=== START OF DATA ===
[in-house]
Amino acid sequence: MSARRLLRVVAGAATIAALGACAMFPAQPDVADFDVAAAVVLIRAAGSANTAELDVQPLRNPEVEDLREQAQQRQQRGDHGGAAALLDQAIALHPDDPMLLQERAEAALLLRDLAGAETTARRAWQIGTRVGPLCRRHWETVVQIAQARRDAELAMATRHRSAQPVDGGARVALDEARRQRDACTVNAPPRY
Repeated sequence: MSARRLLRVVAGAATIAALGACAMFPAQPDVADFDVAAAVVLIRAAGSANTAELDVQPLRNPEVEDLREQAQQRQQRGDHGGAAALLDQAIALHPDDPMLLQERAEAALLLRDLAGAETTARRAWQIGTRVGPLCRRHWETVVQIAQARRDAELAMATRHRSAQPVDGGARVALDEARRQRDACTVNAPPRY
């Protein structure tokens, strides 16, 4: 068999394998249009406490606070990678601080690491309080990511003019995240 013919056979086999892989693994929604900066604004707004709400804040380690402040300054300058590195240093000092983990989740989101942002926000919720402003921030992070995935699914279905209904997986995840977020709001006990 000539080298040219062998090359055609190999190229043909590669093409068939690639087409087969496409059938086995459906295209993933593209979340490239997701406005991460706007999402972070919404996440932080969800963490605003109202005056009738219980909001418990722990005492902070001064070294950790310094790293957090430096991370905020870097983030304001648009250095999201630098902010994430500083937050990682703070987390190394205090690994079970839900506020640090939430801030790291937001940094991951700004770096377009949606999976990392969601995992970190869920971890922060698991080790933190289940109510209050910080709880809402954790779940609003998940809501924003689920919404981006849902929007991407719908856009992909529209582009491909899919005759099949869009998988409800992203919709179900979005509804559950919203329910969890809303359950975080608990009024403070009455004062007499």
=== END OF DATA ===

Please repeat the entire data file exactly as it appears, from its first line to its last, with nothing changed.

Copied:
[in-house]
Amino acid sequence: MSARRLLRVVAGAATIAALGACAMFPAQPDVADFDVAAAVVLIRAAGSANTAELDVQPLRNPEVEDLREQAQQRQQRGDHGGAAALLDQAIALHPDDPMLLQERAEAALLLRDLAGAETTARRAWQIGTRVGPLCRRHWETVVQIAQARRDAELAMATRHRSAQPVDGGARVALDEARRQRDACTVNAPPRY
Repeated sequence: MSARRLLRVVAGAATIAALGACAMFPAQPDVADFDVAAAVVLIRAAGSANTAELDVQPLRNPEVEDLREQAQQRQQRGDHGGAAALLDQAIALHPDDPMLLQERAEAALLLRDLAGAETTARRAWQIGTRVGPLCRRHWETVVQIAQARRDAELAMATRHRSAQPVDGGARVALDEARRQRDACTVNAPPRY
């Protein structure tokens, strides 16, 4: 068999394998249009406490606070990678601080690491309080990511003019995240 013919056979086999892989693994929604900066604004707004709400804040380690402040300054300058590195240093000092983990989740989101942002926000919720402003921030992070995935699914279905209904997986995840977020709001006990 000539080298040219062998090359055609190999190229043909590669093409068939690639087409087969496409059938086995459906295209993933593209979340490239997701406005991460706007999402972070919404996440932080969800963490605003109202005056009738219980909001418990722990005492902070001064070294950790310094790293957090430096991370905020870097983030304001648009250095999201630098902010994430500083937050990682703070987390190394205090690994079970839900506020640090939430801030790291937001940094991951700004770096377009949606999976990392969601995992970190869920971890922060698991080790933190289940109510209050910080709880809402954790779940609003998940809501924003689920919404981006849902929007991407719908856009992909529209582009491909899919005759099949869009998988409800992203919709179900979005509804559950919203329910969890809303359950975080608990009024403070009455004062007499």